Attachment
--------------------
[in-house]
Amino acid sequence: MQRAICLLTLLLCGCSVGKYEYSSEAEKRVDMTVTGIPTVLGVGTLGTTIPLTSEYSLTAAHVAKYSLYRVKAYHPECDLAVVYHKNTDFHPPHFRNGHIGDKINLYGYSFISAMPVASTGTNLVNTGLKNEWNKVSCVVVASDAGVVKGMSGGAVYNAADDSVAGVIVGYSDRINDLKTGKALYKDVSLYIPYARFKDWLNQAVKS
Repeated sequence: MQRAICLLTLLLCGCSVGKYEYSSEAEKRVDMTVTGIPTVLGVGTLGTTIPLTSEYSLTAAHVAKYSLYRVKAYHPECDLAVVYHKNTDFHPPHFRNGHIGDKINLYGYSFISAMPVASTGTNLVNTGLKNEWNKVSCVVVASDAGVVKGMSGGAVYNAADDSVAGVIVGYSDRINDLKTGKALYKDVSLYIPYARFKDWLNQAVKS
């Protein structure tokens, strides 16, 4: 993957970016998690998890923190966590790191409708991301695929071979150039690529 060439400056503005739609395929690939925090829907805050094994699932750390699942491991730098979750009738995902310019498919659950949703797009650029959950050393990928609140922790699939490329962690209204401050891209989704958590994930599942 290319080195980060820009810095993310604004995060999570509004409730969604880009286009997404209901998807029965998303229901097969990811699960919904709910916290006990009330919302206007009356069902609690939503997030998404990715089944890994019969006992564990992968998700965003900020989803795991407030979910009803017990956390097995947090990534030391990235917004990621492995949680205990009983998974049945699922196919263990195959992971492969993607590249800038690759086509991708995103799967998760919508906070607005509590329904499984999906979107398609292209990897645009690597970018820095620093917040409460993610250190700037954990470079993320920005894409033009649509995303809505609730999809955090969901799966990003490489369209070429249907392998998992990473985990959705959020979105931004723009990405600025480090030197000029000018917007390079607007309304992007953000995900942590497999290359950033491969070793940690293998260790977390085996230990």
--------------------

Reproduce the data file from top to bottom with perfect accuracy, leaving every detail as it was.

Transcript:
[in-house]
Amino acid sequence: MQRAICLLTLLLCGCSVGKYEYSSEAEKRVDMTVTGIPTVLGVGTLGTTIPLTSEYSLTAAHVAKYSLYRVKAYHPECDLAVVYHKNTDFHPPHFRNGHIGDKINLYGYSFISAMPVASTGTNLVNTGLKNEWNKVSCVVVASDAGVVKGMSGGAVYNAADDSVAGVIVGYSDRINDLKTGKALYKDVSLYIPYARFKDWLNQAVKS
Repeated sequence: MQRAICLLTLLLCGCSVGKYEYSSEAEKRVDMTVTGIPTVLGVGTLGTTIPLTSEYSLTAAHVAKYSLYRVKAYHPECDLAVVYHKNTDFHPPHFRNGHIGDKINLYGYSFISAMPVASTGTNLVNTGLKNEWNKVSCVVVASDAGVVKGMSGGAVYNAADDSVAGVIVGYSDRINDLKTGKALYKDVSLYIPYARFKDWLNQAVKS
């Protein structure tokens, strides 16, 4: 993957970016998690998890923190966590790191409708991301695929071979150039690529 060439400056503005739609395929690939925090829907805050094994699932750390699942491991730098979750009738995902310019498919659950949703797009650029959950050393990928609140922790699939490329962690209204401050891209989704958590994930599942 290319080195980060820009810095993310604004995060999570509004409730969604880009286009997404209901998807029965998303229901097969990811699960919904709910916290006990009330919302206007009356069902609690939503997030998404990715089944890994019969006992564990992968998700965003900020989803795991407030979910009803017990956390097995947090990534030391990235917004990621492995949680205990009983998974049945699922196919263990195959992971492969993607590249800038690759086509991708995103799967998760919508906070607005509590329904499984999906979107398609292209990897645009690597970018820095620093917040409460993610250190700037954990470079993320920005894409033009649509995303809505609730999809955090969901799966990003490489369209070429249907392998998992990473985990959705959020979105931004723009990405600025480090030197000029000018917007390079607007309304992007953000995900942590497999290359950033491969070793940690293998260790977390085996230990």